Maaike van Ittersum

Maaike van Ittersum


Employed since: October 2020
Room: David de Wied, 4th floor, Open Office

Research: New electrodes for CO2 conversion – nanomorphology and composition

Electrochemical CO2 reduction is promising to overcome the intermittent nature of renewable energy sources and close the carbon cycle. Different metals have been investigated as catalyst for the electrochemical CO2 reduction reaction and they can be divided in to three groups based on the products they make: 1) CO producing metals (such as Ag, Au and Zn); 2) COOH producing metals (such as In, Sn and Pb); and 3) H2 producing metals (such as Fe, Ni, Pt, Pd). Cu behaves different, as it is the only metal that is capable of producing C2+ products.[1,2,3] It is known that these product specificities are related to the binding strength with the different reaction intermediates.[1] However, the performance of the catalysts is not well enough understood to tune the product formation based on rationally designed catalysts. Hence, more research is needed to fundamentally understand the performance of the electrode and relate its composition and morphology to the catalytic activity, selectivity and stability.

In order to obtain a better understanding, my project studies two types of catalysts in more detail, namely bimetallic catalysts and nanoporous metals. Bimetallic catalysts could have an optimized binding to the reaction intermediates due to both geometric and electronic effects. When bimetallic catalysts are considered, both the composition (which metals and which ratio) and the morphology (e.g. mixed phase, core-shell particle or layered phase) can affect the performance.[2] Nanoporous metals are interesting to investigate, as they have a high surface area and more low-coordinated sites.[3] Nanoporous metals can for example be prepared via dealloying or by use of a sacrificial template.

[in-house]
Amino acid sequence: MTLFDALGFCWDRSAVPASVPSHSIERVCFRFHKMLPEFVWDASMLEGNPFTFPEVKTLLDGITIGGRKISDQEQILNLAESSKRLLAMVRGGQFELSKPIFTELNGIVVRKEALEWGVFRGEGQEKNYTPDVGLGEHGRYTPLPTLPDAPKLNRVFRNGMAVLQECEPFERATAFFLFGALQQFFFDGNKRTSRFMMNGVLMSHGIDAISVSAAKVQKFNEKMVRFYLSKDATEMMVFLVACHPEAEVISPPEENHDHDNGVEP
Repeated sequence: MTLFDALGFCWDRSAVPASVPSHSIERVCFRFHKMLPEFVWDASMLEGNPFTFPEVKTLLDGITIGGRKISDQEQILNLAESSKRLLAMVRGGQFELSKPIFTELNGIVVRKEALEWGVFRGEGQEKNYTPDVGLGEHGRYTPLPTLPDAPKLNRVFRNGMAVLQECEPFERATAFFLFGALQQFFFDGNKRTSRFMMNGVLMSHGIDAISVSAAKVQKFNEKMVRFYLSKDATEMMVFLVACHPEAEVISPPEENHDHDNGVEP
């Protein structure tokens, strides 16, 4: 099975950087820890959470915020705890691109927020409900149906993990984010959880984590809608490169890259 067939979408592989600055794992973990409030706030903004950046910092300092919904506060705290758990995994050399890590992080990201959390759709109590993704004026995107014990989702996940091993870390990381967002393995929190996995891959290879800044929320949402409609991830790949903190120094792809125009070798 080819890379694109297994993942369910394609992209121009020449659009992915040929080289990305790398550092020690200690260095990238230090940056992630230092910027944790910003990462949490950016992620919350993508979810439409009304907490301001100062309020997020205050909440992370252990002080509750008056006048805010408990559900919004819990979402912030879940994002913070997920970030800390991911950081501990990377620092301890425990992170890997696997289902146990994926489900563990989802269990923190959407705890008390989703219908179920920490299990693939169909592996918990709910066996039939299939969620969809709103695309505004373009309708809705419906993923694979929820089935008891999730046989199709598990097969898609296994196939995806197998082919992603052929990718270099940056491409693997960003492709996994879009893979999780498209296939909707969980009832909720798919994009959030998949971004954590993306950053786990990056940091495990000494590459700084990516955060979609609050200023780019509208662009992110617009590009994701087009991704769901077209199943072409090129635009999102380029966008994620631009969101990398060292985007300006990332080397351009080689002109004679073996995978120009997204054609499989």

[1] Bagger et al., (2017), Electrochemical CO2 Reduction: A Classification Problem, ChemPhysChem, 18(22), 3266–3273
[2] He et al, (2018), Electrocatalytic Alloys for CO2 Reduction, ChemSusChem, 11, 1, 48–57
[3] Lu et al., (2016), Electrochemical CO2 reduction: Electrocatalyst, reaction mechanism, and process engineering, Nano Energy, 29, 439–456


2020 – Present
PhD Candidate in the Materials Chemistry and Catalysis group, Utrecht University
Topic: New electrodes for CO2 conversion – nanomorphology and composition
Promotor: prof. P.E. de Jongh; Co-promotor: dr. P. Ngene

2018 –  2020
Master Nanomaterials Science (Honours), Utrecht University
Master thesis: ‘Novel interface engineered Na fast ion conductors for all-solid-state batteries’ under supervision of dr. P. Ngene and prof. P.E. de Jongh
Research internship at Johnson Matthey Technology Center, United Kingdom

2014 – 2017
Bachelor Chemistry (Honours), Utrecht University
Bachelor thesis: ‘Cation exchange on InP-based quantum dots’ under supervision of E.J. van Harten and prof. A. Meijerink

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